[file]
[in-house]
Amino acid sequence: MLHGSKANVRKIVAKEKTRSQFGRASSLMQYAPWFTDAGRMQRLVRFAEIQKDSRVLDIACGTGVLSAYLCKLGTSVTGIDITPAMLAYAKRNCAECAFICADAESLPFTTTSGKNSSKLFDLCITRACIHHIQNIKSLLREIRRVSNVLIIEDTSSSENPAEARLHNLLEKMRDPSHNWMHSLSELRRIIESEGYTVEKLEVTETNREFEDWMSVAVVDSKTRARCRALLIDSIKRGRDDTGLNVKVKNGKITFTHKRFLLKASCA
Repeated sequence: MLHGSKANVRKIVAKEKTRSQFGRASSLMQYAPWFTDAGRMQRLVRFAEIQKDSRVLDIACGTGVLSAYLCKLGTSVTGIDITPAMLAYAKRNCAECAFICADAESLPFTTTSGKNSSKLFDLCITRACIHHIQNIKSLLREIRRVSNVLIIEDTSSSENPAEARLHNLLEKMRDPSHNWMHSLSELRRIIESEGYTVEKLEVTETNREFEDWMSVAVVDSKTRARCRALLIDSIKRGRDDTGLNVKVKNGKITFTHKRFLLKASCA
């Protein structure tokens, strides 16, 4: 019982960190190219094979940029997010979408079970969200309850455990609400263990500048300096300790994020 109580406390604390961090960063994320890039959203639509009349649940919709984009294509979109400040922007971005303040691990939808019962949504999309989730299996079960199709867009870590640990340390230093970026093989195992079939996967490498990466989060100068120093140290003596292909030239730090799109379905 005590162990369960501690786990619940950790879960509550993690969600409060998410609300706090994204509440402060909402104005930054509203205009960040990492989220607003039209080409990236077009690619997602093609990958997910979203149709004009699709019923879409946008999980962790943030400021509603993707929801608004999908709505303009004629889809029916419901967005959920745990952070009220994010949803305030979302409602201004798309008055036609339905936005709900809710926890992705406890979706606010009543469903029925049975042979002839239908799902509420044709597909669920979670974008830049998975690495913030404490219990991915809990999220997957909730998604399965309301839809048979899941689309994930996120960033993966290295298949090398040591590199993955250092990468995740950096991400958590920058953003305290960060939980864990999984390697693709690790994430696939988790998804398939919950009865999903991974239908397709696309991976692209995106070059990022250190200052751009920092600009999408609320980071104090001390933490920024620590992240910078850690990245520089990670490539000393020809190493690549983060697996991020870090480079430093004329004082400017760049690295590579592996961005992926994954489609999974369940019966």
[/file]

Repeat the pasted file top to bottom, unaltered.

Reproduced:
[in-house]
Amino acid sequence: MLHGSKANVRKIVAKEKTRSQFGRASSLMQYAPWFTDAGRMQRLVRFAEIQKDSRVLDIACGTGVLSAYLCKLGTSVTGIDITPAMLAYAKRNCAECAFICADAESLPFTTTSGKNSSKLFDLCITRACIHHIQNIKSLLREIRRVSNVLIIEDTSSSENPAEARLHNLLEKMRDPSHNWMHSLSELRRIIESEGYTVEKLEVTETNREFEDWMSVAVVDSKTRARCRALLIDSIKRGRDDTGLNVKVKNGKITFTHKRFLLKASCA
Repeated sequence: MLHGSKANVRKIVAKEKTRSQFGRASSLMQYAPWFTDAGRMQRLVRFAEIQKDSRVLDIACGTGVLSAYLCKLGTSVTGIDITPAMLAYAKRNCAECAFICADAESLPFTTTSGKNSSKLFDLCITRACIHHIQNIKSLLREIRRVSNVLIIEDTSSSENPAEARLHNLLEKMRDPSHNWMHSLSELRRIIESEGYTVEKLEVTETNREFEDWMSVAVVDSKTRARCRALLIDSIKRGRDDTGLNVKVKNGKITFTHKRFLLKASCA
């Protein structure tokens, strides 16, 4: 019982960190190219094979940029997010979408079970969200309850455990609400263990500048300096300790994020 109580406390604390961090960063994320890039959203639509009349649940919709984009294509979109400040922007971005303040691990939808019962949504999309989730299996079960199709867009870590640990340390230093970026093989195992079939996967490498990466989060100068120093140290003596292909030239730090799109379905 005590162990369960501690786990619940950790879960509550993690969600409060998410609300706090994204509440402060909402104005930054509203205009960040990492989220607003039209080409990236077009690619997602093609990958997910979203149709004009699709019923879409946008999980962790943030400021509603993707929801608004999908709505303009004629889809029916419901967005959920745990952070009220994010949803305030979302409602201004798309008055036609339905936005709900809710926890992705406890979706606010009543469903029925049975042979002839239908799902509420044709597909669920979670974008830049998975690495913030404490219990991915809990999220997957909730998604399965309301839809048979899941689309994930996120960033993966290295298949090398040591590199993955250092990468995740950096991400958590920058953003305290960060939980864990999984390697693709690790994430696939988790998804398939919950009865999903991974239908397709696309991976692209995106070059990022250190200052751009920092600009999408609320980071104090001390933490920024620590992240910078850690990245520089990670490539000393020809190493690549983060697996991020870090480079430093004329004082400017760049690295590579592996961005992926994954489609999974369940019966």